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RBI Financial Stability Report: Governance standards at FIs key to growth revival

Mumbai: Reserve Bank of India governor Shaktikanta Das said upholding “corporate governance” standards at financial institutions was central to a sustainable economic recovery. It would also bolster the faith of various stakeholders in the financial system.

“The importance of good corporate governance across the board… to my mind is the most significant factor that can lift the efficiency of our economy to its full potential,” Das said in the foreword to the 20th Financial Stability Report issued by the RBI on Friday.

The Indian banking system had improved since last year’s report, it said. The regulator’s supervision had brought to focus “accountability” and “responsibility” among other things.

Lax corporate governance has been in focus over the past few years with accusations of favouritism toward borrowers and corruption influencing loan approval. ICICI Bank last year terminated the services of Chanda Kochhar as chief executive for suspected governance code violations.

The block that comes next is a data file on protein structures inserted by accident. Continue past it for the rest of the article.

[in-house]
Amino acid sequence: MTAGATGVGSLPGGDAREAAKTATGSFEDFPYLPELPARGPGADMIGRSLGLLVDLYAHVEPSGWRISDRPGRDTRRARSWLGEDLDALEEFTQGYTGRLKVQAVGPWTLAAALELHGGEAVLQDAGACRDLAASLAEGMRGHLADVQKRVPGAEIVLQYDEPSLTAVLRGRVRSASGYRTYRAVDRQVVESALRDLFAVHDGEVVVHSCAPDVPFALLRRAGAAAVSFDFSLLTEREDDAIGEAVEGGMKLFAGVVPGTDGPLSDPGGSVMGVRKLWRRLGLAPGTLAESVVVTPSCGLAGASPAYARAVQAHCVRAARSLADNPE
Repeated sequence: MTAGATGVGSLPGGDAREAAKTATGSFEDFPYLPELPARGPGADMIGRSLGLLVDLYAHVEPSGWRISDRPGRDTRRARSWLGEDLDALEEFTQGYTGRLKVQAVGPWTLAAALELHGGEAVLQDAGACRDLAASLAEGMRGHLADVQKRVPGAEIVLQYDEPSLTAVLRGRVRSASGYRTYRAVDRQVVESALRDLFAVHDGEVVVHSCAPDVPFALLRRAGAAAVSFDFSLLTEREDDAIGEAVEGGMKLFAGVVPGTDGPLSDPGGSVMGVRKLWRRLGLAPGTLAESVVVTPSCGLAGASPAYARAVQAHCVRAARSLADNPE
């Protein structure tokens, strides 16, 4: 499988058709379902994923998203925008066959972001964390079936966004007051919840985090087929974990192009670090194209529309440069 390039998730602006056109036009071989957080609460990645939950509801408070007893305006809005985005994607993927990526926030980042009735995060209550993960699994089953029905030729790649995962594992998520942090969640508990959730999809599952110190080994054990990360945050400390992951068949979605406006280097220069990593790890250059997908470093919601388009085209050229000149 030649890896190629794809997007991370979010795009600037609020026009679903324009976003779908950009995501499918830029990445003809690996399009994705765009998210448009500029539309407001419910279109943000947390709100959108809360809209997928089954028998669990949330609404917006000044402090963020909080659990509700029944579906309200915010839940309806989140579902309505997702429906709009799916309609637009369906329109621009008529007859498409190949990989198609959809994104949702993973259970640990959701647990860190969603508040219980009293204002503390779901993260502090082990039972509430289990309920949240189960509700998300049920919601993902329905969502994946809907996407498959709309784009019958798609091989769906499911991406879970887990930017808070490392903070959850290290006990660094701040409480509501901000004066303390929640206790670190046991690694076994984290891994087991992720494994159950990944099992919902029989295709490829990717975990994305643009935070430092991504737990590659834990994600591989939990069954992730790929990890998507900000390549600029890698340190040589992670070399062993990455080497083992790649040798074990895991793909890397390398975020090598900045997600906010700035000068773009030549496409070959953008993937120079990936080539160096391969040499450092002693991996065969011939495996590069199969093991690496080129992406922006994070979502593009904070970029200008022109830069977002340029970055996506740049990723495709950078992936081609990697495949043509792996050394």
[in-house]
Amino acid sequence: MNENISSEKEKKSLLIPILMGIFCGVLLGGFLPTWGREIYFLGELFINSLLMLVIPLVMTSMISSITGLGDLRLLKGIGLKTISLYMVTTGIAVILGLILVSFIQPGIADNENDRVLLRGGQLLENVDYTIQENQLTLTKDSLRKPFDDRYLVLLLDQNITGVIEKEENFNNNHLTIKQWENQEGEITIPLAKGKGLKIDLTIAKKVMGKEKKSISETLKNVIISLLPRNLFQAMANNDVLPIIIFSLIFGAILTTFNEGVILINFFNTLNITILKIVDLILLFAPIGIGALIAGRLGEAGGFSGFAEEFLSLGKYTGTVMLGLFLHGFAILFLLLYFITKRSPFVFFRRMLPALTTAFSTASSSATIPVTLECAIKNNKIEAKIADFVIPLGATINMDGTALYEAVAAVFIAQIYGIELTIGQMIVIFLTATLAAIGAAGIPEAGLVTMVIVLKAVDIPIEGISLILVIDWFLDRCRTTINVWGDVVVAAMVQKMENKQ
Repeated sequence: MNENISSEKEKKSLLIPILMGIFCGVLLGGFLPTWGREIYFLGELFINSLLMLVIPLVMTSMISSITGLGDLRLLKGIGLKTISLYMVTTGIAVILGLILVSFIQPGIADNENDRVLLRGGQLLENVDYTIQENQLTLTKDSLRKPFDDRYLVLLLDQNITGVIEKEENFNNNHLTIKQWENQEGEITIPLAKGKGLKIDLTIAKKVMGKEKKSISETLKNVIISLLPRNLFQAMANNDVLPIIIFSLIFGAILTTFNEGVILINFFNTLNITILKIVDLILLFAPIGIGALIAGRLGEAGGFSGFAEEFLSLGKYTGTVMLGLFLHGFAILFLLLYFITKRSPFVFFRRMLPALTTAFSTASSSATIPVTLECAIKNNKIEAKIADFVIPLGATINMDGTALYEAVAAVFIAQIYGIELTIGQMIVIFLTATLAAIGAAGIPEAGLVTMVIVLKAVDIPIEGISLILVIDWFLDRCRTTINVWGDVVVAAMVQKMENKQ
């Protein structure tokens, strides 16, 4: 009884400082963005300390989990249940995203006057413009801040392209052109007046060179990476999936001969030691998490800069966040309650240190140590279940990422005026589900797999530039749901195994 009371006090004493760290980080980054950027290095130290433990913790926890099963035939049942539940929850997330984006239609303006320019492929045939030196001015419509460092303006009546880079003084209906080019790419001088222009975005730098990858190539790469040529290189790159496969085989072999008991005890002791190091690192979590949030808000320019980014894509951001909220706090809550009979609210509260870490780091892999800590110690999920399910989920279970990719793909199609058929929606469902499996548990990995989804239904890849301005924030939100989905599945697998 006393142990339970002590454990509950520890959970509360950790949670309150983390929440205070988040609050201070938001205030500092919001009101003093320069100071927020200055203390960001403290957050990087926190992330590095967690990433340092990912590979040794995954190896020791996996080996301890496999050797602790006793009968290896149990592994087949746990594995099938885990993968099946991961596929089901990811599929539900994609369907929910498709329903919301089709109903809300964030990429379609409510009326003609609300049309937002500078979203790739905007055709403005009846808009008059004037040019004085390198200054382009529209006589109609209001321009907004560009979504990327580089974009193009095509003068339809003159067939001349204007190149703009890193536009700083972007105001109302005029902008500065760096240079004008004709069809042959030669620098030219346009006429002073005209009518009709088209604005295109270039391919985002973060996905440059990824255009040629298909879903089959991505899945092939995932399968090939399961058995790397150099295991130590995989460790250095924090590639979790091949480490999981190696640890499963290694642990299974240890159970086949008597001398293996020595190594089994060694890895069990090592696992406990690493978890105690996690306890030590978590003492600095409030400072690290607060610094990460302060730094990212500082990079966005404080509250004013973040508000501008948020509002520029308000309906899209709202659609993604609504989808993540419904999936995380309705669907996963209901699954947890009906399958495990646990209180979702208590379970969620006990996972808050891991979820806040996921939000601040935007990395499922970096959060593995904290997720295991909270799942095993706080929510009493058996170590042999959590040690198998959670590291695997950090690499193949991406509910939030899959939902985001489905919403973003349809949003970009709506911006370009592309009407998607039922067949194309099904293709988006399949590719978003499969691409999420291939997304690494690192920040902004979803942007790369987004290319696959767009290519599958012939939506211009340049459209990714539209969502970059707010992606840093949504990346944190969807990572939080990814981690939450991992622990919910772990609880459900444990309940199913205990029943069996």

“Private sector banking space also needs to focus on aspects of corporate governance,” said the report.

In a recent dispute between ICICI Bank and Kochhar, the regulator sided with the bank and said the termination had been made in consultation with it.

“The exercise of powers of the RBI was an exercise within the jurisdiction, proper and in good faith, after properly considering the request of the ICICI Bank,” the RBI had said in its affidavit. “It is not the function or role of the RBI while exercising such power to micromanage the actions of a bank and substitute its commercial wisdom for that of the bank.”

Furthermore, the financial system has also been rocked by the Punjab and Maharashtra Co-operative Bank fraud case with loans being allegedly given to people with criminal charges. Failed mortgage lender Dewan Housing Finance Corp Ltd (DHFL) is also alleged to have engaged in transactions violating governance practices.

The central bank is also tightening the screws on pay packages with provisions for claw backs in the event of a bank foundering.

“The Reserve Bank of India has laid down rules for compensation packages offered to the top management of private lenders and foreign banks and introduced mandatory rules to claw back the rewards if a lender falters,” said the report. “Risk taking and governance in a financial intermediary are inextricably linked. This link makes governance in a financial institution akin to culture of a society and has to be observed more from practice than from the enshrined codes.”

Source: Economic Times